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Los Angeles

Police Believe Remains May Be Those of UCLA Student

March 04, 2004|Richard Winton | Times Staff Writer

Human skeletal remains found in a remote area of Malibu Canyon next to a smashed pickup truck are probably those of a UCLA student missing since October who was last seen driving the vehicle, a detective said Wednesday.

The red Ford Ranger pickup truck driven by Michael Niemeyer, 22, of Redlands was spotted by passersby at the bottom of a steep slope 600 feet from Piuma Road, east of Malibu Canyon Road, police said.

"Based on the truck and the ID we found next to the body, we are pretty sure it is him," Redlands police Det. Rick Smith said. "The coroners will make a final determination."

The scattered remains were found by police five to 10 feet from the severely damaged truck, its air bag deployed and the keys still in the ignition. Possessions were visible strewn around the crash scene, including sports memorabilia.

Smith said the Los Angeles County coroner's office will determine the cause of death. California Highway Patrol officers said the truck had left the roadway above and plunged down the ravine. They were trying to determine the cause of the accident.

Redlands police had been searching for Niemeyer since he disappeared after setting off from the Westwood campus to his family's Redlands home. Niemeyer was an honor student and football player at Redlands High School.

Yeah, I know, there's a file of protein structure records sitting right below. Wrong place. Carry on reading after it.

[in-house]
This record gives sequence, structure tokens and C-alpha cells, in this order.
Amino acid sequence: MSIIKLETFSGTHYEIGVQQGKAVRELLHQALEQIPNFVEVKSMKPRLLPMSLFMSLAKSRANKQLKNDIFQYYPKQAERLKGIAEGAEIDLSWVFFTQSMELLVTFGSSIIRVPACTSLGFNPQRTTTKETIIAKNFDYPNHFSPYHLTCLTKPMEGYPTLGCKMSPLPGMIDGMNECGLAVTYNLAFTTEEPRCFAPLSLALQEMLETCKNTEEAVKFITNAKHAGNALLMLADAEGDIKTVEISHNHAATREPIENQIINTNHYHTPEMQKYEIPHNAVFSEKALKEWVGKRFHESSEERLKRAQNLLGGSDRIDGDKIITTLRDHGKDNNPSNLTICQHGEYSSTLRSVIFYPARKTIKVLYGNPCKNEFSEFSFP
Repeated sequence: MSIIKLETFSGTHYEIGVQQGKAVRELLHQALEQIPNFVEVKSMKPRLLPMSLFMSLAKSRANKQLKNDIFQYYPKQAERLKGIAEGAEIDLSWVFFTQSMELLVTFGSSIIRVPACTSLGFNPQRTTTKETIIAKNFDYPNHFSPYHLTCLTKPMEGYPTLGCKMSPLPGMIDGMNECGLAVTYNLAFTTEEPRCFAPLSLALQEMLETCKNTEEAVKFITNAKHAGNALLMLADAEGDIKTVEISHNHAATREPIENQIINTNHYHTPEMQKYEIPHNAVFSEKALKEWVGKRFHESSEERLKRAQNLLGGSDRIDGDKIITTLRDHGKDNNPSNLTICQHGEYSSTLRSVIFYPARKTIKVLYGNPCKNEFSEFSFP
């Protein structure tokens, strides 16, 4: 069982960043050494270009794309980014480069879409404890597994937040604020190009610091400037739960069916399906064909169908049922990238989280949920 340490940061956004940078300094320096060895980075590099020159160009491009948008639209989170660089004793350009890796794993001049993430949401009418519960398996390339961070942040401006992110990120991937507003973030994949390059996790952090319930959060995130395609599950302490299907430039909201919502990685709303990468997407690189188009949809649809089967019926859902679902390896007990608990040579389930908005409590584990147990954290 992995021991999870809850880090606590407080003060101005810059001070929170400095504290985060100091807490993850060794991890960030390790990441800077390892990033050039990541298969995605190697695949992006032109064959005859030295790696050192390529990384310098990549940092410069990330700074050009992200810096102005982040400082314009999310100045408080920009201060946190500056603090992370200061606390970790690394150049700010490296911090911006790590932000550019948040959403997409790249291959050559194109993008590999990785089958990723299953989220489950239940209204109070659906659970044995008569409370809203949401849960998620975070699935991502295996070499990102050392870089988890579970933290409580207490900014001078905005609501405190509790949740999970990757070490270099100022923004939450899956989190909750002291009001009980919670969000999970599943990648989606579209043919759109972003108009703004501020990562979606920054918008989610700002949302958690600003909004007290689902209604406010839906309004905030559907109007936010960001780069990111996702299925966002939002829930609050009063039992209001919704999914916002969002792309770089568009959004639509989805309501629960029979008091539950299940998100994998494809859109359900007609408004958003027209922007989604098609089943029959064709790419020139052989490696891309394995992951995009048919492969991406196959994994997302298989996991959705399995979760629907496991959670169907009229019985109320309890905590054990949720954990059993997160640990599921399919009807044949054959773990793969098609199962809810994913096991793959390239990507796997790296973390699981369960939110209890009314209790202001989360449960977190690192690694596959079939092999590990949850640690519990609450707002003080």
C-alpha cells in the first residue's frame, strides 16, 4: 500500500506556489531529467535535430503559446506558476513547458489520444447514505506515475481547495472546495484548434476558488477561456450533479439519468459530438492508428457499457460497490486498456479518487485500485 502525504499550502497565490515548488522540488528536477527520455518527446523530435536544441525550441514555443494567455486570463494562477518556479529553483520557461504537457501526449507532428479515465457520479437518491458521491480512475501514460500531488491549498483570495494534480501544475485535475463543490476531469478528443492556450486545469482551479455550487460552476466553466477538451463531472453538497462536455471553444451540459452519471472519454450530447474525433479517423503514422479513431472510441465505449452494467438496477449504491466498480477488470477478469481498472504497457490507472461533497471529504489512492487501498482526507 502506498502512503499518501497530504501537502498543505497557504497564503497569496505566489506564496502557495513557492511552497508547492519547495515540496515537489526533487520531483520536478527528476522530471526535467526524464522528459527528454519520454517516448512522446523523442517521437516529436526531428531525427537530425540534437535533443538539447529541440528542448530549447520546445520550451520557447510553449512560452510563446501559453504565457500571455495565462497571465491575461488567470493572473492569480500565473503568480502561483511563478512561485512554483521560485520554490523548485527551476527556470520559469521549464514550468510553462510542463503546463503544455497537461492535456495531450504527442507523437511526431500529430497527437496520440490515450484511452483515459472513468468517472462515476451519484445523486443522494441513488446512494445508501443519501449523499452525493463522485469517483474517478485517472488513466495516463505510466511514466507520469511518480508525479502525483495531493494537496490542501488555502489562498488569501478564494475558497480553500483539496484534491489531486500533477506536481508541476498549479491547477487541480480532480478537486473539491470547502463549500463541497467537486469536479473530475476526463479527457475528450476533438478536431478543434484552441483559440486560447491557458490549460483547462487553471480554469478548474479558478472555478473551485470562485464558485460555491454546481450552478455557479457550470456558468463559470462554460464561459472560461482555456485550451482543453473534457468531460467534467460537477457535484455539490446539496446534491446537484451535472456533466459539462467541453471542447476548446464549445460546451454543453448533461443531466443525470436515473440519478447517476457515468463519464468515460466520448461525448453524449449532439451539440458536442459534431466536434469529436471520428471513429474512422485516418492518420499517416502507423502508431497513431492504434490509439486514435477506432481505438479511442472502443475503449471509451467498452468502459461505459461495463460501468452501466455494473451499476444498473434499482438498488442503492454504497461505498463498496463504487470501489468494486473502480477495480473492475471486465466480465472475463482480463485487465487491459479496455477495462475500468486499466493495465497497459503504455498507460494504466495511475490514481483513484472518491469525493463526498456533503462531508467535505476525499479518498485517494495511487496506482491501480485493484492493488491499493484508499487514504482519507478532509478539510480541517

David Campbell, a Los Angeles County coroner's spokesman, said investigators will use dental and other medical records to determine the identity of the body. Los Angeles County Sheriff's Lt. Steve Van Herpe of the Lost Hills/Malibu station said animals may have scavenged the remains.

Niemeyer was last seen Oct. 13 leaving a Glenrock Avenue apartment. Niemeyer, a history major, was enrolled at UCLA from 1999 to 2003. According to police, at the time of his disappearance Niemeyer, who was one class short of graduating last spring, was moving back home for financial reasons.

"He had been somewhat despondent," Smith said.

Niemeyer's mother, Linda, told reporters her son planned to obtain a teaching credential and wanted to teach history to high school students.

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